Mammography is an x-ray examination of the breast. There are two types of mammography. Screening mammography detects breast disease in a woman who does not have any symptoms. Diagnostic mammography is used to help make a diagnosis in a woman who has breast complaints such as a lump or an abnormality that was discovered during a screening mammogram.
Calcification in the breast - what does it mean?
Non-cancerous causes of calcifications
There are many non-cancerous causes of calcium in the breast including:
Determining whether calcifications are cancerous
A mammogram can often accurately diagnose most calcium deposits as either cancerous or benign. The in-between varieties require additional mammograms, which are sometimes taken at different angles than the standard one, often with magnification.
Sometimes a technique called "spot compression" is used to squeeze only a part of the breast. Although spot compression is more uncomfortable than the full-breast device used for the routine pictures, the slightly greater discomfort is worth the greater detail that becomes visible on the mammogram.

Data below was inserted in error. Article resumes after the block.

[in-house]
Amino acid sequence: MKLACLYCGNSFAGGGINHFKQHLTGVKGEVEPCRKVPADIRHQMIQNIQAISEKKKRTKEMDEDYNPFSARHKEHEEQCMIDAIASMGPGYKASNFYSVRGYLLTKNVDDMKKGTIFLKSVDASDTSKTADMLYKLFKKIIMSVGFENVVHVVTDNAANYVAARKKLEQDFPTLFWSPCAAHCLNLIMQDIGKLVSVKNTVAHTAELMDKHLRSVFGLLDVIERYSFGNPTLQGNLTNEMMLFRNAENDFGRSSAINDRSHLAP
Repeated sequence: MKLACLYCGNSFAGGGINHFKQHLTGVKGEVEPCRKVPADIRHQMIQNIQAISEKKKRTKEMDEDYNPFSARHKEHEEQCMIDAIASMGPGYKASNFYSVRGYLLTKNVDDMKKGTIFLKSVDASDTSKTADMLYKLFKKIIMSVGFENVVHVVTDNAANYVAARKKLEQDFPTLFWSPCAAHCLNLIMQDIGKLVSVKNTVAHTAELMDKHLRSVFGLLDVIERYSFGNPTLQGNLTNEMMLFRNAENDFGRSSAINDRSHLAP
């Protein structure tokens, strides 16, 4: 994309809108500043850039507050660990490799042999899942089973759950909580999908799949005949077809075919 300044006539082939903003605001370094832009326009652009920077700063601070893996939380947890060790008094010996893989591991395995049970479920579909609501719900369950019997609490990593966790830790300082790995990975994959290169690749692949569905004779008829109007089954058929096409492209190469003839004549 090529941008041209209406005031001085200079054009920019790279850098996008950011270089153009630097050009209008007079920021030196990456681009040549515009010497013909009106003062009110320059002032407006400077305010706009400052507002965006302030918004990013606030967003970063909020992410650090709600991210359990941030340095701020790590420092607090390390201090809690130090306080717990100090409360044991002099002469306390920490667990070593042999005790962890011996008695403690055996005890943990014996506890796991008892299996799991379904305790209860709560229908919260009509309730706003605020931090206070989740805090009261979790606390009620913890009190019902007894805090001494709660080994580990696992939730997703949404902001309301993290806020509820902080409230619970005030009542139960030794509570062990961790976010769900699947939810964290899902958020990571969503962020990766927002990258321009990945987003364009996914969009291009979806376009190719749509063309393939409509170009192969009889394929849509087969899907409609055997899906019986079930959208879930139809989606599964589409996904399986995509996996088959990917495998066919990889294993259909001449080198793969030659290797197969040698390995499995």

If there is breast cancer, a calcification may occur along with a lump, or on its own which can be due to non-invasive "in situ" cancer. With this type of cancer, the cancer cells are located inside the milk duct - they have not yet invaded through the wall of the duct.
If the radiologist believes that the calcification is highly likely to be non-cancerous, a biopsy (removal of a tiny piece of tissue for examination) is usually not needed. However, follow-up mammograms are often recommended within six months to confirm that cancer is not present. If there is even a small chance that a cancer is present, the radiologist will recommend that some of the calcium be removed and checked by a needle biopsy or surgery.
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